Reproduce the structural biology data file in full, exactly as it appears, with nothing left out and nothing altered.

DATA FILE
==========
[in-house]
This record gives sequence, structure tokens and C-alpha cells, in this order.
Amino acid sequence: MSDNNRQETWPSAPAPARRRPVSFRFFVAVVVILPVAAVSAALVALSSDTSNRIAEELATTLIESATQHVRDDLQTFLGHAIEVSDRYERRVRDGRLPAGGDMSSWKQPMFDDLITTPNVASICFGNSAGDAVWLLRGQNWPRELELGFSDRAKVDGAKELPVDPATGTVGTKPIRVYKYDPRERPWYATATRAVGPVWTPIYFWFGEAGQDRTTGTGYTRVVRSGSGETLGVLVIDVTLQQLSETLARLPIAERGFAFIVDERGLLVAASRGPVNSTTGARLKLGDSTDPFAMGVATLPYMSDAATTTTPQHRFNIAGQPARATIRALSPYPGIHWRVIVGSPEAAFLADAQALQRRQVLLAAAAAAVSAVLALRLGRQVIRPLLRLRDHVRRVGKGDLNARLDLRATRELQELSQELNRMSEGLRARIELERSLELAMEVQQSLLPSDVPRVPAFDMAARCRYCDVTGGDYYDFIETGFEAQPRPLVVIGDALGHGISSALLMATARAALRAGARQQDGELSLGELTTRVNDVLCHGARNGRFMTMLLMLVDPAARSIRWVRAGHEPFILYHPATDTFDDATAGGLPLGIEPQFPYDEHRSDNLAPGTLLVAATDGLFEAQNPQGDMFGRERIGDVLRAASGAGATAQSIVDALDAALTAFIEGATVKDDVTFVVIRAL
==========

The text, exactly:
[in-house]
This record gives sequence, structure tokens and C-alpha cells, in this order.
Amino acid sequence: MSDNNRQETWPSAPAPARRRPVSFRFFVAVVVILPVAAVSAALVALSSDTSNRIAEELATTLIESATQHVRDDLQTFLGHAIEVSDRYERRVRDGRLPAGGDMSSWKQPMFDDLITTPNVASICFGNSAGDAVWLLRGQNWPRELELGFSDRAKVDGAKELPVDPATGTVGTKPIRVYKYDPRERPWYATATRAVGPVWTPIYFWFGEAGQDRTTGTGYTRVVRSGSGETLGVLVIDVTLQQLSETLARLPIAERGFAFIVDERGLLVAASRGPVNSTTGARLKLGDSTDPFAMGVATLPYMSDAATTTTPQHRFNIAGQPARATIRALSPYPGIHWRVIVGSPEAAFLADAQALQRRQVLLAAAAAAVSAVLALRLGRQVIRPLLRLRDHVRRVGKGDLNARLDLRATRELQELSQELNRMSEGLRARIELERSLELAMEVQQSLLPSDVPRVPAFDMAARCRYCDVTGGDYYDFIETGFEAQPRPLVVIGDALGHGISSALLMATARAALRAGARQQDGELSLGELTTRVNDVLCHGARNGRFMTMLLMLVDPAARSIRWVRAGHEPFILYHPATDTFDDATAGGLPLGIEPQFPYDEHRSDNLAPGTLLVAATDGLFEAQNPQGDMFGRERIGDVLRAASGAGATAQSIVDALDAALTAFIEGATVKDDVTFVVIRAL